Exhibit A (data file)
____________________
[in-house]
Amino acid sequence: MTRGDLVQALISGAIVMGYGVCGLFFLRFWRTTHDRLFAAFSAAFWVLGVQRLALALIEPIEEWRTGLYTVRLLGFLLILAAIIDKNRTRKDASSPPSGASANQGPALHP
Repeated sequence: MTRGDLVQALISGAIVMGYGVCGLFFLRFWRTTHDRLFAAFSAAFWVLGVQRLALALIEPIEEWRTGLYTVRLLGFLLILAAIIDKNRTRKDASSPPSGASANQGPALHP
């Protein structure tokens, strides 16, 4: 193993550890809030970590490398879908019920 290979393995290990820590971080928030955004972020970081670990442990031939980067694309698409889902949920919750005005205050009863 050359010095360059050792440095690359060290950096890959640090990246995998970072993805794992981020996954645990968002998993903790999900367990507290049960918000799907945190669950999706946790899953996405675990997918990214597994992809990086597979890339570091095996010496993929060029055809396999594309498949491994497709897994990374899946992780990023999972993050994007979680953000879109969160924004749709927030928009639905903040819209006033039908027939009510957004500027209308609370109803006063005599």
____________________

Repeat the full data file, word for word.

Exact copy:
[in-house]
Amino acid sequence: MTRGDLVQALISGAIVMGYGVCGLFFLRFWRTTHDRLFAAFSAAFWVLGVQRLALALIEPIEEWRTGLYTVRLLGFLLILAAIIDKNRTRKDASSPPSGASANQGPALHP
Repeated sequence: MTRGDLVQALISGAIVMGYGVCGLFFLRFWRTTHDRLFAAFSAAFWVLGVQRLALALIEPIEEWRTGLYTVRLLGFLLILAAIIDKNRTRKDASSPPSGASANQGPALHP
């Protein structure tokens, strides 16, 4: 193993550890809030970590490398879908019920 290979393995290990820590971080928030955004972020970081670990442990031939980067694309698409889902949920919750005005205050009863 050359010095360059050792440095690359060290950096890959640090990246995998970072993805794992981020996954645990968002998993903790999900367990507290049960918000799907945190669950999706946790899953996405675990997918990214597994992809990086597979890339570091095996010496993929060029055809396999594309498949491994497709897994990374899946992780990023999972993050994007979680953000879109969160924004749709927030928009639905903040819209006033039908027939009510957004500027209308609370109803006063005599």